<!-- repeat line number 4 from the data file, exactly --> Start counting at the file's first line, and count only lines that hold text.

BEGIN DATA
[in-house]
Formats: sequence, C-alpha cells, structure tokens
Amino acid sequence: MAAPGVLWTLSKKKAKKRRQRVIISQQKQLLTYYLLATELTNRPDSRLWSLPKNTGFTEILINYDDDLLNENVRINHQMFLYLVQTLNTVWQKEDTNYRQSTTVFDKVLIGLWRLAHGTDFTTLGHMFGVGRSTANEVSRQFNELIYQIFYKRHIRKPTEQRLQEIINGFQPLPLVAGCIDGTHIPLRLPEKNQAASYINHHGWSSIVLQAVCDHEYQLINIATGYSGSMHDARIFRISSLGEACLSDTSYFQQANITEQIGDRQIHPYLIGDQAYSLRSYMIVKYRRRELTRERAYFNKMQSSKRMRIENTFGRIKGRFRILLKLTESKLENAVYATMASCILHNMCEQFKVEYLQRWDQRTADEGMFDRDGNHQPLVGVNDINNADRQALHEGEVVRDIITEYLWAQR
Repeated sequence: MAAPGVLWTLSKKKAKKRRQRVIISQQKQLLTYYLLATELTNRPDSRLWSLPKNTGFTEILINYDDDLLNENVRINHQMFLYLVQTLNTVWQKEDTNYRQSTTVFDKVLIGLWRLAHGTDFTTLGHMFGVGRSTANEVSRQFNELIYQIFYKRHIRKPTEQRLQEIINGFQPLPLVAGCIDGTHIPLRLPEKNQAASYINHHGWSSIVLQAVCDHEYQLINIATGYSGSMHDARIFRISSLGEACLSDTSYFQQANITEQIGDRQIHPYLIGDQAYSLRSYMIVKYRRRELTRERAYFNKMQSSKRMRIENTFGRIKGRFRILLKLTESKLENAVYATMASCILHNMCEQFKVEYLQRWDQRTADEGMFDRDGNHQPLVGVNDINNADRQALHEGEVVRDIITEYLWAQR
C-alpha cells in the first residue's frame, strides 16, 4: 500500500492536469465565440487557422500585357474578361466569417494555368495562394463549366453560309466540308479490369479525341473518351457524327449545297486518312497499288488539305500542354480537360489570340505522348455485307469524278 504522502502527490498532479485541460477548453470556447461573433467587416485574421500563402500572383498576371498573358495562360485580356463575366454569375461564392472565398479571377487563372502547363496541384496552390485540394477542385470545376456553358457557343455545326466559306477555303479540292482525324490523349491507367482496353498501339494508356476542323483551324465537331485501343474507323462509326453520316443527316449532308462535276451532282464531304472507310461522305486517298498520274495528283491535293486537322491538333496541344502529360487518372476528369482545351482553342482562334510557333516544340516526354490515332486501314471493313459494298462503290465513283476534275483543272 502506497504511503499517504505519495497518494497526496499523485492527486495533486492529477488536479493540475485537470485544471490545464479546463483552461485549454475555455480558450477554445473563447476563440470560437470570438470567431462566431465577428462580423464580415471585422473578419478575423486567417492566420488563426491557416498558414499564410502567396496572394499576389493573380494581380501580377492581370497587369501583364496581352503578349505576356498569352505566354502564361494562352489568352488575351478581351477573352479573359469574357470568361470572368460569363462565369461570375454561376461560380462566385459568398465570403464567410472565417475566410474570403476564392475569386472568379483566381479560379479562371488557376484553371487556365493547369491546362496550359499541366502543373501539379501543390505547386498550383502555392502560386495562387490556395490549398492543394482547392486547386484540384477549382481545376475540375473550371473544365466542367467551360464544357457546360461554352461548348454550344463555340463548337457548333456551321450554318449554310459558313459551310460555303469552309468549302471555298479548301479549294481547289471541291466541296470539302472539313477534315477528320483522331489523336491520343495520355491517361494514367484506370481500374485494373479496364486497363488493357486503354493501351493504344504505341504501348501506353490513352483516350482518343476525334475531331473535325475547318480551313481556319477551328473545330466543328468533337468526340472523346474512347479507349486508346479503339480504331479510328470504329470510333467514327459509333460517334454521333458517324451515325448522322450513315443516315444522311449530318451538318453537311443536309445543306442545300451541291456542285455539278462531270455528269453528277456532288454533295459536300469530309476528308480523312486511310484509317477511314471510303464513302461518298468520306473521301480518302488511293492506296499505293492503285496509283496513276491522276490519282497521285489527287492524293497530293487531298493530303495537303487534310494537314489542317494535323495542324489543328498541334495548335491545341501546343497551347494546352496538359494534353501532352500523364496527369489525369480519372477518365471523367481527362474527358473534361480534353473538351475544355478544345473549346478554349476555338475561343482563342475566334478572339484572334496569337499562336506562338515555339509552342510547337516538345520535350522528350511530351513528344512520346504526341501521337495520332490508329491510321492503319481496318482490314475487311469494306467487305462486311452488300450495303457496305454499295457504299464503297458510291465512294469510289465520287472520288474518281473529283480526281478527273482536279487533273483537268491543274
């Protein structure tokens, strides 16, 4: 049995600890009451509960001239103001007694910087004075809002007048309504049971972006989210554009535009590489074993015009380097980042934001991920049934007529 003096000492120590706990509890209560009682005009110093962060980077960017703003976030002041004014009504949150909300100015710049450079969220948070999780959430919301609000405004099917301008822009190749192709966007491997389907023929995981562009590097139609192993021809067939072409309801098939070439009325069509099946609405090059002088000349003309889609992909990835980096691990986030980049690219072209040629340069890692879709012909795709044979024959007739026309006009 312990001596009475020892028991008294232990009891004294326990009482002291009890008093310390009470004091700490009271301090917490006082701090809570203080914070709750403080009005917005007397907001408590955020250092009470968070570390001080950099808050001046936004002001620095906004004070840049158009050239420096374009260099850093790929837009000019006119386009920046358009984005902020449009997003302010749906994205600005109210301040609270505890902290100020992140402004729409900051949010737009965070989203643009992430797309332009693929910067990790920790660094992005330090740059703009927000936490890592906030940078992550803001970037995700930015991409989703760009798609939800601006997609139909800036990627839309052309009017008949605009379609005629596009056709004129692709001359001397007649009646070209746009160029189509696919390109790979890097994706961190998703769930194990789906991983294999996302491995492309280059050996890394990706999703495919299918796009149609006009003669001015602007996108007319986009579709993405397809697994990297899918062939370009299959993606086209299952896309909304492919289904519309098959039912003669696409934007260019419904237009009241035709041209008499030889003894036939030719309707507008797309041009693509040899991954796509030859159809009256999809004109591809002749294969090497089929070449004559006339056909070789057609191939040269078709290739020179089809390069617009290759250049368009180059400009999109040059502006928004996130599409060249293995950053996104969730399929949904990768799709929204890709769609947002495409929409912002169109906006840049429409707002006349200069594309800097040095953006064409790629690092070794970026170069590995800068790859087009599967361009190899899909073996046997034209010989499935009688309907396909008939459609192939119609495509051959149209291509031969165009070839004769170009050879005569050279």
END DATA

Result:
Repeated sequence: MAAPGVLWTLSKKKAKKRRQRVIISQQKQLLTYYLLATELTNRPDSRLWSLPKNTGFTEILINYDDDLLNENVRINHQMFLYLVQTLNTVWQKEDTNYRQSTTVFDKVLIGLWRLAHGTDFTTLGHMFGVGRSTANEVSRQFNELIYQIFYKRHIRKPTEQRLQEIINGFQPLPLVAGCIDGTHIPLRLPEKNQAASYINHHGWSSIVLQAVCDHEYQLINIATGYSGSMHDARIFRISSLGEACLSDTSYFQQANITEQIGDRQIHPYLIGDQAYSLRSYMIVKYRRRELTRERAYFNKMQSSKRMRIENTFGRIKGRFRILLKLTESKLENAVYATMASCILHNMCEQFKVEYLQRWDQRTADEGMFDRDGNHQPLVGVNDINNADRQALHEGEVVRDIITEYLWAQR